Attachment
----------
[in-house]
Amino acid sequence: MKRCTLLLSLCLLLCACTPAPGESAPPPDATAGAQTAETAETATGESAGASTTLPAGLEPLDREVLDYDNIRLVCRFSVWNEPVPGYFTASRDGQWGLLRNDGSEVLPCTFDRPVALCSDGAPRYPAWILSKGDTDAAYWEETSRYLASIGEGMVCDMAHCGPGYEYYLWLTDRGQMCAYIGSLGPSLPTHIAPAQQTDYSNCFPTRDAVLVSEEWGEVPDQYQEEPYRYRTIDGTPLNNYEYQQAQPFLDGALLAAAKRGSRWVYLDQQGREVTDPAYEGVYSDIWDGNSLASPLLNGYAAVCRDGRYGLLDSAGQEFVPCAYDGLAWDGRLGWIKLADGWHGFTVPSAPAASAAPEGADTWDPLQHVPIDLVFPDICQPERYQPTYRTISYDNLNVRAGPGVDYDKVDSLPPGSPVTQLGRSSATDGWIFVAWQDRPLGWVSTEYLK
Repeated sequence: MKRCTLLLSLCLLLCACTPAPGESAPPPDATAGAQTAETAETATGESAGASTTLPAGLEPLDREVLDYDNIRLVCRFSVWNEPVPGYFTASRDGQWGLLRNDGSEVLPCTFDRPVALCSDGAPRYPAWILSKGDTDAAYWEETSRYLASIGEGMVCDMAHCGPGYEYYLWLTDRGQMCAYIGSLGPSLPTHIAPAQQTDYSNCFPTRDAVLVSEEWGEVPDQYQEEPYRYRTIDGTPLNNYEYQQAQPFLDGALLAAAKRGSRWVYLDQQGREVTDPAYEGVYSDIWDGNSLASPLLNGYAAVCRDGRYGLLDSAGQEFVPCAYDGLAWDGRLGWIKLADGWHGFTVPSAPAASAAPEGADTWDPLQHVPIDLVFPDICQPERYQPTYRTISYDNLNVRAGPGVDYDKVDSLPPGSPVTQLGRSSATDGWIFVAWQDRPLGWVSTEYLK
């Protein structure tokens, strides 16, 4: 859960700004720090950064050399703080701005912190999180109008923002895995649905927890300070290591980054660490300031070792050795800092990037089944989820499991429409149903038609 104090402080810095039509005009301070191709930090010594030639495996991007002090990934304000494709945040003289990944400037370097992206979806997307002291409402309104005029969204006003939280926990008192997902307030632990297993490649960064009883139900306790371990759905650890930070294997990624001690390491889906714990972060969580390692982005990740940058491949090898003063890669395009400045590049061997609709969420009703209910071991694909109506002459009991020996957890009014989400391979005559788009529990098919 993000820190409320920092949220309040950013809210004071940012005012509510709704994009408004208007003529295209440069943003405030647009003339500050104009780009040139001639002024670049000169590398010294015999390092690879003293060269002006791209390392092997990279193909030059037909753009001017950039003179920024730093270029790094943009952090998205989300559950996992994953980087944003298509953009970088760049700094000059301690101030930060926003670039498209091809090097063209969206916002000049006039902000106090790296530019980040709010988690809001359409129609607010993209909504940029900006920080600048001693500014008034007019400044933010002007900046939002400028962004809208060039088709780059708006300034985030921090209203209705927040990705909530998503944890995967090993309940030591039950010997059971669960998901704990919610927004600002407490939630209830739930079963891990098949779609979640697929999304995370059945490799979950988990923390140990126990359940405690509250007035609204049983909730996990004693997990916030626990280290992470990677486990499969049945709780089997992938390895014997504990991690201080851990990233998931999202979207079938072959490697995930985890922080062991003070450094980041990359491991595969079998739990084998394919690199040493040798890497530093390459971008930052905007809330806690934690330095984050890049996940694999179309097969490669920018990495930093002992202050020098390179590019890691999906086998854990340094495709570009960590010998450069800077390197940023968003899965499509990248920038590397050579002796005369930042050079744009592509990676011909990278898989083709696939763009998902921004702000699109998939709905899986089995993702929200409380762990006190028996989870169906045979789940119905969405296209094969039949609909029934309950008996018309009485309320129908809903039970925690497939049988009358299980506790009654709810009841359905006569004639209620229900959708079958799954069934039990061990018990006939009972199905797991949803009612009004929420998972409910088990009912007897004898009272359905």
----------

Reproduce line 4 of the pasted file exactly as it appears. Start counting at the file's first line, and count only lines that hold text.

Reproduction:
């Protein structure tokens, strides 16, 4: 859960700004720090950064050399703080701005912190999180109008923002895995649905927890300070290591980054660490300031070792050795800092990037089944989820499991429409149903038609 104090402080810095039509005009301070191709930090010594030639495996991007002090990934304000494709945040003289990944400037370097992206979806997307002291409402309104005029969204006003939280926990008192997902307030632990297993490649960064009883139900306790371990759905650890930070294997990624001690390491889906714990972060969580390692982005990740940058491949090898003063890669395009400045590049061997609709969420009703209910071991694909109506002459009991020996957890009014989400391979005559788009529990098919 993000820190409320920092949220309040950013809210004071940012005012509510709704994009408004208007003529295209440069943003405030647009003339500050104009780009040139001639002024670049000169590398010294015999390092690879003293060269002006791209390392092997990279193909030059037909753009001017950039003179920024730093270029790094943009952090998205989300559950996992994953980087944003298509953009970088760049700094000059301690101030930060926003670039498209091809090097063209969206916002000049006039902000106090790296530019980040709010988690809001359409129609607010993209909504940029900006920080600048001693500014008034007019400044933010002007900046939002400028962004809208060039088709780059708006300034985030921090209203209705927040990705909530998503944890995967090993309940030591039950010997059971669960998901704990919610927004600002407490939630209830739930079963891990098949779609979640697929999304995370059945490799979950988990923390140990126990359940405690509250007035609204049983909730996990004693997990916030626990280290992470990677486990499969049945709780089997992938390895014997504990991690201080851990990233998931999202979207079938072959490697995930985890922080062991003070450094980041990359491991595969079998739990084998394919690199040493040798890497530093390459971008930052905007809330806690934690330095984050890049996940694999179309097969490669920018990495930093002992202050020098390179590019890691999906086998854990340094495709570009960590010998450069800077390197940023968003899965499509990248920038590397050579002796005369930042050079744009592509990676011909990278898989083709696939763009998902921004702000699109998939709905899986089995993702929200409380762990006190028996989870169906045979789940119905969405296209094969039949609909029934309950008996018309009485309320129908809903039970925690497939049988009358299980506790009654709810009841359905006569004639209620229900959708079958799954069934039990061990018990006939009972199905797991949803009612009004929420998972409910088990009912007897004898009272359905």